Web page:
Blazing Fast Namespace

I wrote a few months ago about how one might leverage SSDs/flash. I found three general categories – flash as cache, flash as storage, and other innovative techniques. I’m happy to say that today, February 11, Isilon is launching a unique set of products which leverages SSDs:

Isilon IQ 10000X-SSD / Isilon IQ 5000S-SSD / Isilon IQ 32000X-SSD

These new products all feature 2 quad-core processors, 16 GB of DRAM and 10GbE per node. The 10000X-SSD has 10 TB of SATA combined with two 100 GB SSDs, the 5000S-SSD has 5 TBs of SAS combined with 100 GB of SSDs, and the 32000X-SSD has 32 TB of SATA combined with four 100 GB SSDs.

Many vendors are using some form of flash for cache – read or write. The latency and performance characteristics of flash, while much better than disk, are still an order of magnitude away from DRAM. An Isilon cluster uses Infiniband-connected globally coherent DRAM as our read caching layer – so SSDs are both unnecessary and sub-optimal (a typical 10 node cluster has 160GB of DRAM cache). Similarly, OneFS uses high-speed battery-backed NVRAM, which is also Infiniband-connected, allowing us to achieve very high write rates.

Presenting flash for storage is a no-brainer, once our customers demand it – but before that could occur, we were presented with an interesting challenge of a different nature: speeding up one of the most latency-bound, cache-resistant workflows… Namespace operations. Not only that, but every file system operation accesses internal metadata and unless it’s cached, that introduces a latency penalty. Not only will using SSDs help namespace operations, it will also speed up every other kind of un-cached I/O (especially those that involve several metadata blocks, such as a random offset.)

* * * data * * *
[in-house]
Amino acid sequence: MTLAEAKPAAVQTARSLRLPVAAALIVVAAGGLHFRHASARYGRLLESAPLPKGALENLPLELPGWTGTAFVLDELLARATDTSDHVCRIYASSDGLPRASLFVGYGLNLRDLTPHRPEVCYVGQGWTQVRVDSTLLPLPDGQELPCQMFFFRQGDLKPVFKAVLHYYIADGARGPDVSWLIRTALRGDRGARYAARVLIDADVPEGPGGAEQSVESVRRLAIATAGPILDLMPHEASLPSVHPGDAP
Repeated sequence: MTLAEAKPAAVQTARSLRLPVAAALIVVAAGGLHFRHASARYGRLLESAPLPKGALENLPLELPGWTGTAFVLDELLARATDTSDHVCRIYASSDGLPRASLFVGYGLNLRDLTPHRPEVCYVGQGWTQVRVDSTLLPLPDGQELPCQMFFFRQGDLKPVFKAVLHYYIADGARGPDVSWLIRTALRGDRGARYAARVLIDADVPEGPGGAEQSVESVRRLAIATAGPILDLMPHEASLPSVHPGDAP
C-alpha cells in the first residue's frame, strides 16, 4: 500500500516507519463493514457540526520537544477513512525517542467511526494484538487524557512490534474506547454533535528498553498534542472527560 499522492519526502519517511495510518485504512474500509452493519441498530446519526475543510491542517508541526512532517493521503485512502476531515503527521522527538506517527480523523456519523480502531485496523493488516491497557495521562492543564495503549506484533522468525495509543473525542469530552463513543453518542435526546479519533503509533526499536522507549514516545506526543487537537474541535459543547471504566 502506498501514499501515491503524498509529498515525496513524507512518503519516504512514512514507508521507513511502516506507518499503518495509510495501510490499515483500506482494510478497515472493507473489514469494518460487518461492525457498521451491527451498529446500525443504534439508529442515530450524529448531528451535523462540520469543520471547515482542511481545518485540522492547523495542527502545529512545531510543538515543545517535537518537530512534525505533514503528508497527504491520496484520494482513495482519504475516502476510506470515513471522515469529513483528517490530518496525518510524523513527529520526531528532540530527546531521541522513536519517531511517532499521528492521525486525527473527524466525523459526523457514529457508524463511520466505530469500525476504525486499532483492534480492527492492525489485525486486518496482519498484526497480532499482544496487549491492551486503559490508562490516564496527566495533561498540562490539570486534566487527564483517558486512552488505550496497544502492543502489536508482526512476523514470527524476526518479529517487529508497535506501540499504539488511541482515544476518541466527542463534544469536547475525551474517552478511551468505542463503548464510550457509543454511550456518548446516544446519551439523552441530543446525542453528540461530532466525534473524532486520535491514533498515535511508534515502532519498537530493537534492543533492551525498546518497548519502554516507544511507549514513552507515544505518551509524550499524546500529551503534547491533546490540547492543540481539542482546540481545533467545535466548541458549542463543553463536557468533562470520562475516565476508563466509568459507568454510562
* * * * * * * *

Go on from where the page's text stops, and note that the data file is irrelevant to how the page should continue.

Most storage systems don’t have the ability to place specific file system structures on different media, but OneFS has no LUNs, volumes, or RAID, meaning OneFS has complete control over the layout of every aspect of the file system. With the innovative work of our engineering team, we have placed all file system metadata on SSDs – inodes, directory blocks, file b-trees, etc. – eliminating the un-cached latency penalty for this data. The metadata is still mirrored across the nodes for protection (and performance) although a user can choose whether to have the secondary mirror on SSD or spinning media.

How cool is that? When you have absolute control over where every structure lives in your file system and you are not beholden to the traditional abstractions, you can do some amazing stuff!

I can’t wait to see what comes next…

About the Author: Nick Kirsch